there are no major changes in the polysystem or these changes are not effected
through the intervention of interliterary relations materialized in the form of
translations.2

Nowadays more scholars try to promote international translation research in


several directions and, while it is impossible at this moment to give answers to
the general questions just raised, it is useful to show by some examples that
research devoted to more than one literature or to more than one pair of literatures
102 Lieven D’hulst

may yield original insights. We will briefly, and in a very superficial way,
suggest two possible topics, i.e. the study of translation figures and of translation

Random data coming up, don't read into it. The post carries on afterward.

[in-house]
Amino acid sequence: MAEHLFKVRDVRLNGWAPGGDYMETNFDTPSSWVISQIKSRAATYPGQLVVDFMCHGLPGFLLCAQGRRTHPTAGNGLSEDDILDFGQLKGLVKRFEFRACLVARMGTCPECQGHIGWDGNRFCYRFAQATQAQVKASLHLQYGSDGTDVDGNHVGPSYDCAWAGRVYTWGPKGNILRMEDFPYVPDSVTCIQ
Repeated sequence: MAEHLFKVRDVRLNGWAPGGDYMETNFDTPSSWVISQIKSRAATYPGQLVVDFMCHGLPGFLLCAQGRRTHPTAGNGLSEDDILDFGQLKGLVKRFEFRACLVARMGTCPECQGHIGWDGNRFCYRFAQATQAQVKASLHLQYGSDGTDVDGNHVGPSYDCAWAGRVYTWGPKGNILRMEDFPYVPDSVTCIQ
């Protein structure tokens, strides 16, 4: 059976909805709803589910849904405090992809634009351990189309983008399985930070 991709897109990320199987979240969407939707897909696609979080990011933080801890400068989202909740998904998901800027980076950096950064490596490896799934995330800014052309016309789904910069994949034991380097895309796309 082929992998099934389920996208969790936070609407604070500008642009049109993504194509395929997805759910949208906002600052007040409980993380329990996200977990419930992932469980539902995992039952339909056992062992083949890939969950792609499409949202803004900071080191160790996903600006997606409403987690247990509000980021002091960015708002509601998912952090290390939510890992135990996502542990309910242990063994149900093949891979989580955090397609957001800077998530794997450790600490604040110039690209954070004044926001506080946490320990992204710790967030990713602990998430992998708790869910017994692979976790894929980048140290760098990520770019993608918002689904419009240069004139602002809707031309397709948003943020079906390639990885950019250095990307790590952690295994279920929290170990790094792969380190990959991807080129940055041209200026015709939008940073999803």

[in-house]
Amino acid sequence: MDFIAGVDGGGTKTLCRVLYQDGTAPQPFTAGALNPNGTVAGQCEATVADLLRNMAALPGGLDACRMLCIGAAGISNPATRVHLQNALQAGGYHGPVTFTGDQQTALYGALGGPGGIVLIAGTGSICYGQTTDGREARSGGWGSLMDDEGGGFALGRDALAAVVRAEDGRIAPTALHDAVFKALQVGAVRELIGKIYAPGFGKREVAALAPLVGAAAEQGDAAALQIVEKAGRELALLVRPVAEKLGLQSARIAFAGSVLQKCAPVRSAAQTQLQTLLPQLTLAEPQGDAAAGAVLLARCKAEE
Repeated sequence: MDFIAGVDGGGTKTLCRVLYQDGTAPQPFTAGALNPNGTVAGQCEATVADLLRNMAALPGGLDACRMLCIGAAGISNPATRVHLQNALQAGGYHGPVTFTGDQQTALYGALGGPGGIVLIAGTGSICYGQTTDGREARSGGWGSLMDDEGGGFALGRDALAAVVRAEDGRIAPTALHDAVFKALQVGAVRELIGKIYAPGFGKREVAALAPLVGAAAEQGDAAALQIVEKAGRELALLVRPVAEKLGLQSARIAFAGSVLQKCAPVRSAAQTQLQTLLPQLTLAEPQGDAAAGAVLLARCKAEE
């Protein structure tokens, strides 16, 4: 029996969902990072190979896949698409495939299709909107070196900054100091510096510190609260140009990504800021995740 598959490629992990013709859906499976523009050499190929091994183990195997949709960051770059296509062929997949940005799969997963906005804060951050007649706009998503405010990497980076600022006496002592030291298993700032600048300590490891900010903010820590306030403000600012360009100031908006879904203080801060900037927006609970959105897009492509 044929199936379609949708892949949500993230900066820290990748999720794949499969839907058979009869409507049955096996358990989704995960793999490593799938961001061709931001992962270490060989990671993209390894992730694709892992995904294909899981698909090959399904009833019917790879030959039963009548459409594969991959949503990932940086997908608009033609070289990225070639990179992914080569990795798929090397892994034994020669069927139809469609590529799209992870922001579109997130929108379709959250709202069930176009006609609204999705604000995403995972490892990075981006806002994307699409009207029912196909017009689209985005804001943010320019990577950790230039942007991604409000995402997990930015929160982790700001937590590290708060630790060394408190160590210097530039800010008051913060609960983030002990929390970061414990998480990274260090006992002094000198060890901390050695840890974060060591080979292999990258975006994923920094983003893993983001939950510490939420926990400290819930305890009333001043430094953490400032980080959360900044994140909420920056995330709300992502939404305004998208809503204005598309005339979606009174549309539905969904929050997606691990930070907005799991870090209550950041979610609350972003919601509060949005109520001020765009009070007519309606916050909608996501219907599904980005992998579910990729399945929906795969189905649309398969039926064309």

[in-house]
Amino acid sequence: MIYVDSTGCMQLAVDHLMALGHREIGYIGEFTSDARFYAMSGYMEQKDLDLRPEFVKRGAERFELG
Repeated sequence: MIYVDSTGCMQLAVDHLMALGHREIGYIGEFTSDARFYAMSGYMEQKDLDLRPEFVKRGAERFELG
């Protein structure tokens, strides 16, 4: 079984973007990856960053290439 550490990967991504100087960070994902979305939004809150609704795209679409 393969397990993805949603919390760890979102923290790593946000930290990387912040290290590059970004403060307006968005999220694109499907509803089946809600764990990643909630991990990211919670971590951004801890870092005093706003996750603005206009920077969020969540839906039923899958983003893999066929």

flows. The figures at our disposal are based on statistics produced by national
agencies, which means of course that the latter only took into consideration books
produced in the so-called national language and within the borders of the so-called
state.
As to translation figures in general (literature and other genres), some of the
most detailed results available concern translations into Dutch during the 20th
century.1 The main conclusions are as follows: intranslation has increased
considerably since the Second World War (nowadays up to 25% of all books
published in The Netherlands); the majority of these translations are based on
originals in English (over 60%), German and French represent between 10 and
12%; extranslation from Dutch is also growing, but in a proportion of 1 to 6, first
in German, then in English and French. These figures should be more detailed as
to distribution in genres (literature and other cultural practices) and in literary
subgenres in particular (translated popular narrative seems to become quite
successful in recent times). The European translation market is also growing, in